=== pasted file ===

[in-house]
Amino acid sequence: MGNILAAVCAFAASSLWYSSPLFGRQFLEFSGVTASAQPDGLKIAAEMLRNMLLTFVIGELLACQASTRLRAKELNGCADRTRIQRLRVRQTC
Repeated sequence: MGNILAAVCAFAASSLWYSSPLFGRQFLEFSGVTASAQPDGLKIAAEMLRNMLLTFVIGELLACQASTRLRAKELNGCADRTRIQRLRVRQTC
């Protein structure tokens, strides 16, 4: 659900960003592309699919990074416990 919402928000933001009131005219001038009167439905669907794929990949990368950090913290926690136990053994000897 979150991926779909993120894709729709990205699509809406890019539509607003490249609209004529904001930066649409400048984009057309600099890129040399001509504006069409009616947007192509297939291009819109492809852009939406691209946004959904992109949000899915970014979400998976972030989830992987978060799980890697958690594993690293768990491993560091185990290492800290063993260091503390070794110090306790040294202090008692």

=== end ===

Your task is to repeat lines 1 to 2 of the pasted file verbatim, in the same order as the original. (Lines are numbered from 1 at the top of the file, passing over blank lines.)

[in-house]
Amino acid sequence: MGNILAAVCAFAASSLWYSSPLFGRQFLEFSGVTASAQPDGLKIAAEMLRNMLLTFVIGELLACQASTRLRAKELNGCADRTRIQRLRVRQTC